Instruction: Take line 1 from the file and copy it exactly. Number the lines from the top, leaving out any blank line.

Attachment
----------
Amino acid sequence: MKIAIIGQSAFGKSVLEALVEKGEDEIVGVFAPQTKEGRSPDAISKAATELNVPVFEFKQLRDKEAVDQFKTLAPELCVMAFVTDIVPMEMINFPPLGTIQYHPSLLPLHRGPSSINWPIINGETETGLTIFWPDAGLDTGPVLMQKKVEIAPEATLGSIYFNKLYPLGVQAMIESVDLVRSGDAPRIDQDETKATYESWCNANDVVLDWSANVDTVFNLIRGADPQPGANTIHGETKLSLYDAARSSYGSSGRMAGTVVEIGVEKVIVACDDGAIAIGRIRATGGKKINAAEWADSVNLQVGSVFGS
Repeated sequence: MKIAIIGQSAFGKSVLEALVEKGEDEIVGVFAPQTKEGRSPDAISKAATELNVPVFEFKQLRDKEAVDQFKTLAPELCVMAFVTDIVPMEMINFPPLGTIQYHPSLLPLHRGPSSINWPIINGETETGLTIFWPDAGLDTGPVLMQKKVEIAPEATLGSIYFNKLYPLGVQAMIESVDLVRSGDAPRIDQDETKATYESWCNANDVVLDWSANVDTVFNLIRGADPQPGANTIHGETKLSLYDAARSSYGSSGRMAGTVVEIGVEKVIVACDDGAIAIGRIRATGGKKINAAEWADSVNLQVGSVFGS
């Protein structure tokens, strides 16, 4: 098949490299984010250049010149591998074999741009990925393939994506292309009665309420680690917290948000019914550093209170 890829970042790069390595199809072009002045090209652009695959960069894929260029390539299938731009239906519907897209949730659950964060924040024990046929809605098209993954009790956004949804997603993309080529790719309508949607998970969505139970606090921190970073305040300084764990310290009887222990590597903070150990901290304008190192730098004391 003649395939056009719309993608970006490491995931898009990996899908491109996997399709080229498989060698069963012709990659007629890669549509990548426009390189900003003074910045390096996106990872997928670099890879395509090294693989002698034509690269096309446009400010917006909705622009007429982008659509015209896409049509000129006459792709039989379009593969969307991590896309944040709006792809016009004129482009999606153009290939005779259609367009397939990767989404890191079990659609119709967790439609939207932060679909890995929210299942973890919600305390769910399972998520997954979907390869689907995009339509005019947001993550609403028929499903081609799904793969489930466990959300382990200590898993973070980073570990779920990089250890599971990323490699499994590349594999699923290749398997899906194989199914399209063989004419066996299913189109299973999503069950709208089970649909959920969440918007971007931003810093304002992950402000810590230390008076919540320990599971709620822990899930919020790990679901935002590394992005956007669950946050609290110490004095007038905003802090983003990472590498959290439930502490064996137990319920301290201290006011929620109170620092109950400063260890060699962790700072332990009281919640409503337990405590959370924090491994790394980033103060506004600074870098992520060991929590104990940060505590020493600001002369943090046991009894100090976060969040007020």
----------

Amino acid sequence: MKIAIIGQSAFGKSVLEALVEKGEDEIVGVFAPQTKEGRSPDAISKAATELNVPVFEFKQLRDKEAVDQFKTLAPELCVMAFVTDIVPMEMINFPPLGTIQYHPSLLPLHRGPSSINWPIINGETETGLTIFWPDAGLDTGPVLMQKKVEIAPEATLGSIYFNKLYPLGVQAMIESVDLVRSGDAPRIDQDETKATYESWCNANDVVLDWSANVDTVFNLIRGADPQPGANTIHGETKLSLYDAARSSYGSSGRMAGTVVEIGVEKVIVACDDGAIAIGRIRATGGKKINAAEWADSVNLQVGSVFGS